A newly renovated gasoline “filling” station sits at 4th and Main Sts. in Tampa. It does not provide fuel, but it looks as good as or better than it did when it was built more than 90 years ago.
David Mueller, a local farmer, purchased the derelict building in 2010 and had it restored inside and out. It was the first of several Main St. buildings he purchased and restored.
“It’s a neat building,” he said. “I knew if I didn’t get it and fix it up, it would get demolished.”
When Donna Backhus was growing up in Tampa, she helped her father operate the business as “Klein and Son.” Some say it should have been named “Klein, Son, and Daughter” because Donna was the station attendant after school and weekends throughout her high school years. From 1949 to 1953, she could be found at the station pumping gas and fixing car and bicycle tires.
The 80-year-old retired bank clerk remembers how she felt about it.
“It made me mad because I couldn’t go out to the ball games and had to stay there and work,” she said.
She recalled changing 50 tires in one week for 50 cents a tire.
When her father, Manuel, changed oil in vehicles, she handed him tools and cleaned out dirty air filters.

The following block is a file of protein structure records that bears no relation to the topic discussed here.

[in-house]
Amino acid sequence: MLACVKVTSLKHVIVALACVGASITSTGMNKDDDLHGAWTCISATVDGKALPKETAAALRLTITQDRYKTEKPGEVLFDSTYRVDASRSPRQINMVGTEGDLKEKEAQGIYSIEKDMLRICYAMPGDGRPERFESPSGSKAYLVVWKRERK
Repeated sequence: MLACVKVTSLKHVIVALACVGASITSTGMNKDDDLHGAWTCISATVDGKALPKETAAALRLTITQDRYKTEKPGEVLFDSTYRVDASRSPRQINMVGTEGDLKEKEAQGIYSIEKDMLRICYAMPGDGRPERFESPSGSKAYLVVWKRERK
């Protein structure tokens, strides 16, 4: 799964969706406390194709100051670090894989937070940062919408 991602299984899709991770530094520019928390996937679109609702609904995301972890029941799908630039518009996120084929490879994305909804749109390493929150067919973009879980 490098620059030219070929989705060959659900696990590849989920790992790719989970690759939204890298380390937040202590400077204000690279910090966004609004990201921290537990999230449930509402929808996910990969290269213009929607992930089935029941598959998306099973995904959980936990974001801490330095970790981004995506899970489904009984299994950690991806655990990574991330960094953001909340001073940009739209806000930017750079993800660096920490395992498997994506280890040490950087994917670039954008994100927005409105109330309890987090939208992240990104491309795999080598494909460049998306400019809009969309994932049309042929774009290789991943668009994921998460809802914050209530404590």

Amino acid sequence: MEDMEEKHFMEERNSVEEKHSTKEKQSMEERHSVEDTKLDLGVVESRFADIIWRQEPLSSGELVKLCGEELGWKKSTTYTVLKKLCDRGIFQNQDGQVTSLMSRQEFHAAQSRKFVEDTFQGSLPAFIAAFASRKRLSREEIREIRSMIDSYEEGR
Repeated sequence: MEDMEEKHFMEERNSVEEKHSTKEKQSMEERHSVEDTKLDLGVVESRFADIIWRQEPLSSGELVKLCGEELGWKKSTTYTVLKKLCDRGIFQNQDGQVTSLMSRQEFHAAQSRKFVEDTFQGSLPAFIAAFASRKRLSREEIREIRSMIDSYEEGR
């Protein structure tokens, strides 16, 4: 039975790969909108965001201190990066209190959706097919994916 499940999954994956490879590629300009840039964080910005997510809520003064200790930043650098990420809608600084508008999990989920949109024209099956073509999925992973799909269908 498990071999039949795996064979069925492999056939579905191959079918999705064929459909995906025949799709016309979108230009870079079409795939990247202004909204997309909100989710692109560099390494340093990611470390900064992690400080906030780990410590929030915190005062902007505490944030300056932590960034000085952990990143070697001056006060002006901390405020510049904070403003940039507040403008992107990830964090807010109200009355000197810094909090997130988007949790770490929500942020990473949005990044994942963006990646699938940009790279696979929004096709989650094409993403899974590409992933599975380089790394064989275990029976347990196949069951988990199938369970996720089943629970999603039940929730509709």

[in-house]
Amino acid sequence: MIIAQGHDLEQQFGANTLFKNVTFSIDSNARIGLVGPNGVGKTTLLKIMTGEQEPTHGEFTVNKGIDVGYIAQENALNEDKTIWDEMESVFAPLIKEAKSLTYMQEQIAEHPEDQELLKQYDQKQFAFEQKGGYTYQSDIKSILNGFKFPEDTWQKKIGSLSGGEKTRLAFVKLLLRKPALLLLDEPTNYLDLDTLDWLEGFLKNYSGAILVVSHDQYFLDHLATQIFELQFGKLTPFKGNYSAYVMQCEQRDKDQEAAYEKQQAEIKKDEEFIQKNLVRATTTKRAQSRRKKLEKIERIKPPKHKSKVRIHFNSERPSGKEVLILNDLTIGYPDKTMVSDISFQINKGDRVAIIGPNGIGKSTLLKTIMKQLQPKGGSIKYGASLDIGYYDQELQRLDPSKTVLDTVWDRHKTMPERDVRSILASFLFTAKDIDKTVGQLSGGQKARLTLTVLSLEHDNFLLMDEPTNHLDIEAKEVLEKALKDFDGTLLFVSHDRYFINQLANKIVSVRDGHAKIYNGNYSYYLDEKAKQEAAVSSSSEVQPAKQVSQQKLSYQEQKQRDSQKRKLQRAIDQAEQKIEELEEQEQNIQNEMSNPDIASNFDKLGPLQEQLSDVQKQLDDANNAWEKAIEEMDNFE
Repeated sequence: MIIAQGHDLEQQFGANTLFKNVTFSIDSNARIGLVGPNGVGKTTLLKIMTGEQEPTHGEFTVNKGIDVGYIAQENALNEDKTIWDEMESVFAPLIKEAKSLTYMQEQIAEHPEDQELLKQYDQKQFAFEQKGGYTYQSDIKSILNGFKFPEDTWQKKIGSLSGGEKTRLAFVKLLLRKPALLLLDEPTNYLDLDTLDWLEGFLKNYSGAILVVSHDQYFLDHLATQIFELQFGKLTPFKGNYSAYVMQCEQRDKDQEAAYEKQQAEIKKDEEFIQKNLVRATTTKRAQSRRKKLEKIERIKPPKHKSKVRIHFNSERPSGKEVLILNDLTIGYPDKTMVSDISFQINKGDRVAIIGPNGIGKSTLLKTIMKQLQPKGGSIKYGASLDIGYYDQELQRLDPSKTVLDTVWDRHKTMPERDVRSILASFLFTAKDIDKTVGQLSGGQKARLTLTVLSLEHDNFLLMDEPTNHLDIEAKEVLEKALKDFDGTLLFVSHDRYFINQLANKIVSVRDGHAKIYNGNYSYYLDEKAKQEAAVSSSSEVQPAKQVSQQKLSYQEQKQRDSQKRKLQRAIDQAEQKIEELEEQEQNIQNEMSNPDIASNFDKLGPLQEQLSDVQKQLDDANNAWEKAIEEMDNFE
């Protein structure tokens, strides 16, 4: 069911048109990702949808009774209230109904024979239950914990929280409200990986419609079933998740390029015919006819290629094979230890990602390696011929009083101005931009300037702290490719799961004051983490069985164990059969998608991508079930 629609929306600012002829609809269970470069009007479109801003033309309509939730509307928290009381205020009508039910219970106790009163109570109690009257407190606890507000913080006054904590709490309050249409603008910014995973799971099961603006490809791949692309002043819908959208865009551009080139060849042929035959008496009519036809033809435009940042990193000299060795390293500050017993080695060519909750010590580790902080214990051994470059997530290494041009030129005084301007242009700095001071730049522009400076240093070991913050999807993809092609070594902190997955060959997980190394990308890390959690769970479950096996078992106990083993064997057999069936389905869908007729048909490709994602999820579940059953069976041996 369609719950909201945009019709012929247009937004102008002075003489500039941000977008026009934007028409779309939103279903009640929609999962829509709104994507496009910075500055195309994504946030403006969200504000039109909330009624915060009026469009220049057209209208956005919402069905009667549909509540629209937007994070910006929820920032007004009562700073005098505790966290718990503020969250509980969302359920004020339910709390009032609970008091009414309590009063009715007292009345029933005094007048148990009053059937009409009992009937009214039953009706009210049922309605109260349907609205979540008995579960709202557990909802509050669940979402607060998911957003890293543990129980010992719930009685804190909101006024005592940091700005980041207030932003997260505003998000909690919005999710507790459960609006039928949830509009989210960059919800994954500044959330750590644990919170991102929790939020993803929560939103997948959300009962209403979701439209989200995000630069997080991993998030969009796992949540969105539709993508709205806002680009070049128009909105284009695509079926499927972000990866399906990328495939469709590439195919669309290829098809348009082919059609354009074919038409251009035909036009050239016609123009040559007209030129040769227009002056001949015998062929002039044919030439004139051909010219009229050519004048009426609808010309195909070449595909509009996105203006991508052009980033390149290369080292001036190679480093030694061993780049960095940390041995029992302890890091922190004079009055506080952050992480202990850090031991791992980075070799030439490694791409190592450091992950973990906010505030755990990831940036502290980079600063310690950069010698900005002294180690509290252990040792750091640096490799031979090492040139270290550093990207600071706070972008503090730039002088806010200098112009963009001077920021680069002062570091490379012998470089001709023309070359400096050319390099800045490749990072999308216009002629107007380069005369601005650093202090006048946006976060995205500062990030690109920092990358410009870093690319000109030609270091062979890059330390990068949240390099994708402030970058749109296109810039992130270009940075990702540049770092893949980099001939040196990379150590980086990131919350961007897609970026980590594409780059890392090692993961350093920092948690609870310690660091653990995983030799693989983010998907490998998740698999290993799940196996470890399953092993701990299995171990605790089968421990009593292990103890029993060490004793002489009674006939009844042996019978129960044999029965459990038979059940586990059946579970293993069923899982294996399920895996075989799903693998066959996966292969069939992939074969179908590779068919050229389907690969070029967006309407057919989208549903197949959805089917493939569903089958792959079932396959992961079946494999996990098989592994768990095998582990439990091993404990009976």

He once gave her the responsibility to drive the delivery truck to a fuel tank and fill it with gas. She was 14 years old.
“How could he have allowed a 14-year-old to do something like that?” she wondered.
Donna sometimes rode with her father on fuel deliveries to farmers.
“I liked to go along at lunch time because they always served lunch,” she recalled.
According to a Tampa history compiled by the late Ed Costello, the gas station was built in 1926 by a Joe Costello. Ed Costello said it was the sports headquarters of Tampa as area residents gathered to discuss local baseball and basketball games and listen to the World Series on the radio.
Donna’s father stopped selling gas in the mid-1950s. Her mother, Frieda, operated a small grocery store out of the building for several years.
The building had several more owners who used it for storage. The roof was falling in when Mueller purchased it in 2010.
He hired Jantz Construction to renovate the building inside and out. It has a new red roof, new windows with red trim, and a finished interior with new lighting and a ceiling fan.
Mueller acquired two gas pumps for out front from B.J. Clement of Tampa, who had purchased them from farmers. Clement restored them to their original condition. Coincidentally, Clement’s wife, Tina, is Donna’s daughter.
Donna and her husband, Wilbert Backhus, live in Tampa. She was happy to see the building restored.
“I think it’s great,” she said. “It’s better than seeing it fall down in a heap and being forgotten. It holds a lot of memories for me.”